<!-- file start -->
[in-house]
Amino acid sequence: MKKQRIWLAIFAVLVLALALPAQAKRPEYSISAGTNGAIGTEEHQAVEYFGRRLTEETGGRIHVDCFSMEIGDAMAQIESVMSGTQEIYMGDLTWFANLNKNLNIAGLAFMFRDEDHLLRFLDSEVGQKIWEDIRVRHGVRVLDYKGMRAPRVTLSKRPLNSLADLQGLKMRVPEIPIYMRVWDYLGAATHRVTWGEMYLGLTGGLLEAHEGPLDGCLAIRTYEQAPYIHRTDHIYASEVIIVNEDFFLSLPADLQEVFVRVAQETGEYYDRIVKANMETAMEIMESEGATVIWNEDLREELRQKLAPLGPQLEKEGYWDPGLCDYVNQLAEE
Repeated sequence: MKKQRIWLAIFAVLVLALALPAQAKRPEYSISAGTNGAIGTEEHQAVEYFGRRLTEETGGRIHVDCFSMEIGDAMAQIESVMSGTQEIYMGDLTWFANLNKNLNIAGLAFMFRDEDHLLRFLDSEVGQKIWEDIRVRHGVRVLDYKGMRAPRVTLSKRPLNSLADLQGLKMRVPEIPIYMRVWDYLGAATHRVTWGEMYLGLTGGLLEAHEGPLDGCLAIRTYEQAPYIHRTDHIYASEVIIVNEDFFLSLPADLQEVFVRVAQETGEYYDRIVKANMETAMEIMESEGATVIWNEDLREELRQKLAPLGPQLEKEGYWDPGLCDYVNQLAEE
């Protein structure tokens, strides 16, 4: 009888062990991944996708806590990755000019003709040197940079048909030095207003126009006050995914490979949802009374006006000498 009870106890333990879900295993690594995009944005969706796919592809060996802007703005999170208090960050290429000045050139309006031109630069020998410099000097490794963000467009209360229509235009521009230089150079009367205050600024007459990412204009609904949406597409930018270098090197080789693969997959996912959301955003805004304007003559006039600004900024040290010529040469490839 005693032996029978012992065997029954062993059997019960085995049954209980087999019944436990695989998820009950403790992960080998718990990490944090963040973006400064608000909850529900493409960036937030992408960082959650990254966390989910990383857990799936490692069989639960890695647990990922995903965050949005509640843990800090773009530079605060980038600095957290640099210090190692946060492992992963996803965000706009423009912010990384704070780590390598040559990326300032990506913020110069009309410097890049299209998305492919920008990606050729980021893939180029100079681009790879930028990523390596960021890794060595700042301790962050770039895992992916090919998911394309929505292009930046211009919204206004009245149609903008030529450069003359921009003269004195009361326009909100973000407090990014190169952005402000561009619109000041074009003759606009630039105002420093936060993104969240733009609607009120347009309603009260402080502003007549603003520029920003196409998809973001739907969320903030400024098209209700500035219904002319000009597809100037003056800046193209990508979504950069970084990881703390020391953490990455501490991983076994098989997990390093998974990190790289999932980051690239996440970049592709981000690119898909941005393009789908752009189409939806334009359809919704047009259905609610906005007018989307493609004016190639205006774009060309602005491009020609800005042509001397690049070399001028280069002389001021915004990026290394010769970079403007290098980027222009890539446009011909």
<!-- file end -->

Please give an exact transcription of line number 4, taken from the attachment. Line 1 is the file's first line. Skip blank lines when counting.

């Protein structure tokens, strides 16, 4: 009888062990991944996708806590990755000019003709040197940079048909030095207003126009006050995914490979949802009374006006000498 009870106890333990879900295993690594995009944005969706796919592809060996802007703005999170208090960050290429000045050139309006031109630069020998410099000097490794963000467009209360229509235009521009230089150079009367205050600024007459990412204009609904949406597409930018270098090197080789693969997959996912959301955003805004304007003559006039600004900024040290010529040469490839 005693032996029978012992065997029954062993059997019960085995049954209980087999019944436990695989998820009950403790992960080998718990990490944090963040973006400064608000909850529900493409960036937030992408960082959650990254966390989910990383857990799936490692069989639960890695647990990922995903965050949005509640843990800090773009530079605060980038600095957290640099210090190692946060492992992963996803965000706009423009912010990384704070780590390598040559990326300032990506913020110069009309410097890049299209998305492919920008990606050729980021893939180029100079681009790879930028990523390596960021890794060595700042301790962050770039895992992916090919998911394309929505292009930046211009919204206004009245149609903008030529450069003359921009003269004195009361326009909100973000407090990014190169952005402000561009619109000041074009003759606009630039105002420093936060993104969240733009609607009120347009309603009260402080502003007549603003520029920003196409998809973001739907969320903030400024098209209700500035219904002319000009597809100037003056800046193209990508979504950069970084990881703390020391953490990455501490991983076994098989997990390093998974990190790289999932980051690239996440970049592709981000690119898909941005393009789908752009189409939806334009359809919704047009259905609610906005007018989307493609004016190639205006774009060309602005491009020609800005042509001397690049070399001028280069002389001021915004990026290394010769970079403007290098980027222009890539446009011909």